Ichabod's Kin
A place for politics, pop culture, and social issues

How to Spot a Terrorist

Well, you can’t, anymore. Not since “Jihad Jane” or, Colleen LaRose of Pennsylvania took up the cudgel of intended violence on behalf of terror. Most of us harbor no love lost for certain people and politics, but we do not recommend bumping them from this mortal coil as part of the remedy.

“Jane” was touted as an example of the “evolution” in the face of terrorism. Well, get ready to deal with that because it’s not only the latest rock-in-the-shoe in this world of woe, but will be the fashion for years to come. Now of course is the next page of it, in the person of Faisal Shahzad–whose face I’m already tired of on daily news. I now know what he looks like, and what I’d rather see is the mug of the next most likely to try and terrorize us.

One thing is certain, when invisible Jihad Janes and Joes turn their anger inward on their own country, we too will suffer what other parts of the world have endured forever and a day. In time it will change our debate over domestic security as well as foreign policy, not to mention issues of world hunger, political oppression and how and whether we can get along with foreigners we don’t like.

It is human to keep unpleasantries on a back burner till they come close to home–a variation of the old “Not In My Backyard (NIMBY)” complex. Ten years ago while serving as consultant in and around Washington, DC I was absorbed with a book about a little-known Islamist terrorist. Colleagues resented my taking every spare moment to stick my nose in it instead of hanging out, drinking single malt scotch and b.s.-ing the night away. But I deemed the book a blueprint for future terror activities in the U.S.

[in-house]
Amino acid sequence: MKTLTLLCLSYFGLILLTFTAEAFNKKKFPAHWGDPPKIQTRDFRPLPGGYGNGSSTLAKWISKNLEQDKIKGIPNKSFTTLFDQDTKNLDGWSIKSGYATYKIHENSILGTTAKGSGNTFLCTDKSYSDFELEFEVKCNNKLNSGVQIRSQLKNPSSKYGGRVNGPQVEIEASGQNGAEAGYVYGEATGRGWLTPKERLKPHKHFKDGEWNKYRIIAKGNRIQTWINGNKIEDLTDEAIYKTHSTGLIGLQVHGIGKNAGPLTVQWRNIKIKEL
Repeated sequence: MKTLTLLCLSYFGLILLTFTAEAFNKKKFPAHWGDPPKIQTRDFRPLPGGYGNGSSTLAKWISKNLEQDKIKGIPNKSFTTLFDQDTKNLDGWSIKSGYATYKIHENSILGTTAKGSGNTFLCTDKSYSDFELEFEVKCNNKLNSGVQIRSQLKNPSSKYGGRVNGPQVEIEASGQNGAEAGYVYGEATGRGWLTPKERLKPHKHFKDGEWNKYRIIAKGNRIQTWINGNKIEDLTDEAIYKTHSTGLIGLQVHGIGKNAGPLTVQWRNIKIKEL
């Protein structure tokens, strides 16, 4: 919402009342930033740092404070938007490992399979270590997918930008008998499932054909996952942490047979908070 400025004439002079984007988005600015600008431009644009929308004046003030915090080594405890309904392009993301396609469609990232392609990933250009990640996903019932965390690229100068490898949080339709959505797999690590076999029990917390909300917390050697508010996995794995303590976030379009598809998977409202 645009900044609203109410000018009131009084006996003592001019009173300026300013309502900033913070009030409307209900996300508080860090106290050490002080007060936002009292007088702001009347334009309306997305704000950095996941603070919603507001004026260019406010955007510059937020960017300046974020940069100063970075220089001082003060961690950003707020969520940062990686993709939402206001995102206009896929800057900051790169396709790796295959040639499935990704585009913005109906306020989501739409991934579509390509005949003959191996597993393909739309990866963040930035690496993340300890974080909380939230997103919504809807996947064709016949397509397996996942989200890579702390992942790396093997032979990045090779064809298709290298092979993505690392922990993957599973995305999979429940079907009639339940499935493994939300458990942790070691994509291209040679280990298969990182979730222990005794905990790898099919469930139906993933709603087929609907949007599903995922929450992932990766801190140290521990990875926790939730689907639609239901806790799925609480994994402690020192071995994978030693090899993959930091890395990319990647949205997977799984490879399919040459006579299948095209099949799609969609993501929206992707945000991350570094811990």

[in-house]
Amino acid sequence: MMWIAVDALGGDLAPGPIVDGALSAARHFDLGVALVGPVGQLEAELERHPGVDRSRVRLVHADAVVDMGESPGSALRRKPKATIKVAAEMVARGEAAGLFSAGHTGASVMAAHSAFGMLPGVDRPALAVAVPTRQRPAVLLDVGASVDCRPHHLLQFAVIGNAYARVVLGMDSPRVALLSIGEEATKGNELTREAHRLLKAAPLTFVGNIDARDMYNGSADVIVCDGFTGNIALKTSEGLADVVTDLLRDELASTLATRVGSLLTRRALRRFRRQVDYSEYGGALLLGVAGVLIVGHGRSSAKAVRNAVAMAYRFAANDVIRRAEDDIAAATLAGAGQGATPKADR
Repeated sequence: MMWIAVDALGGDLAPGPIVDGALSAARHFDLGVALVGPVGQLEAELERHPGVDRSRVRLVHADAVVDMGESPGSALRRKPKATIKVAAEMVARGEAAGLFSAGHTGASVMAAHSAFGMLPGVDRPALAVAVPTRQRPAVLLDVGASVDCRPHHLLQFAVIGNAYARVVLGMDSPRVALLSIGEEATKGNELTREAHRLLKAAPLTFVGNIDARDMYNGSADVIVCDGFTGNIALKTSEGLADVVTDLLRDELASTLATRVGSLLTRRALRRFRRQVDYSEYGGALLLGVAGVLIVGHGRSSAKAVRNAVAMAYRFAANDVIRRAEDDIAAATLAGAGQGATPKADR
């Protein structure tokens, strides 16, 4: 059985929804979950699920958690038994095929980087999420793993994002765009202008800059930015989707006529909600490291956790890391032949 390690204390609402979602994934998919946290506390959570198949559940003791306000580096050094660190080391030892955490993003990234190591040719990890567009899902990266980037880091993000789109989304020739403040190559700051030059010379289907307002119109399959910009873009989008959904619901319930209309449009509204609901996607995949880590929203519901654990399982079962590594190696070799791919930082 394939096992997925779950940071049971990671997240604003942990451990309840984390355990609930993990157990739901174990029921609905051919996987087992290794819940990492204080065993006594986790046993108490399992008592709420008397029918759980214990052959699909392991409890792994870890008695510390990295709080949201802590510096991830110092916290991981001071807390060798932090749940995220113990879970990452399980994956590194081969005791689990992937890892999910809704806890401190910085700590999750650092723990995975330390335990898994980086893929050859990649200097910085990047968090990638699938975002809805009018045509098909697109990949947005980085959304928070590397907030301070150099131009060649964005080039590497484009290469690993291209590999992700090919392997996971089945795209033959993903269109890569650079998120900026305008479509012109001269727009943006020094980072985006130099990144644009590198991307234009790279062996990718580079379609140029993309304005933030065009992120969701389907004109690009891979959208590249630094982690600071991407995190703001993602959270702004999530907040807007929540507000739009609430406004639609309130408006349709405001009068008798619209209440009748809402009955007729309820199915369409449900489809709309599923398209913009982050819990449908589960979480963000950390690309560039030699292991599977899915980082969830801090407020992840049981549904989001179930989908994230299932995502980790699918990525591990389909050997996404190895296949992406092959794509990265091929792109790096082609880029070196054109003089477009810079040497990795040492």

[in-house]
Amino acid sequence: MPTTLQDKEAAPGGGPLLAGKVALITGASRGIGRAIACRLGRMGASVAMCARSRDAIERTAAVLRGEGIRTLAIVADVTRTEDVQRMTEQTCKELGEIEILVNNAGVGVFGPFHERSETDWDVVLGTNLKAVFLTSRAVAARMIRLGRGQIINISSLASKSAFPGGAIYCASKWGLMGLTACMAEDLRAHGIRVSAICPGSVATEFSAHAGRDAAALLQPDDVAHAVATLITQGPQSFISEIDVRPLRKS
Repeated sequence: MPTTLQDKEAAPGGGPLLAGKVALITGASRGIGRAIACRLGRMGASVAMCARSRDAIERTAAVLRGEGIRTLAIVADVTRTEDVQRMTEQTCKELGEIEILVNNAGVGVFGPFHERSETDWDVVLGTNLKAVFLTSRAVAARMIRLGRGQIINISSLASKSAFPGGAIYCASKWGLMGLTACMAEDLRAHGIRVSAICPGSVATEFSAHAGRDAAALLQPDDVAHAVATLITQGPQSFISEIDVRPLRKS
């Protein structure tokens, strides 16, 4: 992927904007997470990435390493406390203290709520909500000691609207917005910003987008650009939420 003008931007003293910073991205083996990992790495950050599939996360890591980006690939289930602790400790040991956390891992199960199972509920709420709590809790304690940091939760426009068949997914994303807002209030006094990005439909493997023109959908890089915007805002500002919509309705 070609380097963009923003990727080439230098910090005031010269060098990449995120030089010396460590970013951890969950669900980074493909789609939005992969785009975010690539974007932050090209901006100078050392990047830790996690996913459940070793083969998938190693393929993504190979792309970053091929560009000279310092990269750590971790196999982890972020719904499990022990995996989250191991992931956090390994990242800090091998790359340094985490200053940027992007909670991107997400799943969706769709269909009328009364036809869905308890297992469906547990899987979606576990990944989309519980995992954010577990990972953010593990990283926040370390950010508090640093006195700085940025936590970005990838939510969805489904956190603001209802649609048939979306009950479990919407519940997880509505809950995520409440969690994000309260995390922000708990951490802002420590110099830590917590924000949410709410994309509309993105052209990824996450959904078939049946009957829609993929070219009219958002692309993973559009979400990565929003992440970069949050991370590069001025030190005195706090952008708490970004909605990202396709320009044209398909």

Months later, ensconced in Arizona, I was pulling on hiking shoes for an early morning mountain trek and saw news that planes had just struck the Twin Towers in New York City. The mastermind of that devastation was the subject of the book I couldn’t put down the year before: Osama bin Laden.

It is now known that no few of bin Laden’s highest-ranking cohorts opposed such flagrant attack, fearing it would but wake a sleeping giant and, in time, quash future success against the Great Satan, America. Well, did and did. And that is curious in that I fully expected a much less dramatic but nonetheless carefully laid and punishing plan, beginning with recruitment of potential domestic jihadists in vital centers around America–a pattern followed typically by plotters far from our shores. Why bin Laden went instead for the Brass Ring of the Twin Towers is a mystery not uncommon to evil minds that ends in their undoing.

“Jane” was on her way elsewhere, as we know, but she’s American, lived on a small-town street bedecked with porch-flags and, we think, should have had no thoughts of murder based on terror politics. Faisal made his fumbled attempt at mayhem and was on his way out of the country.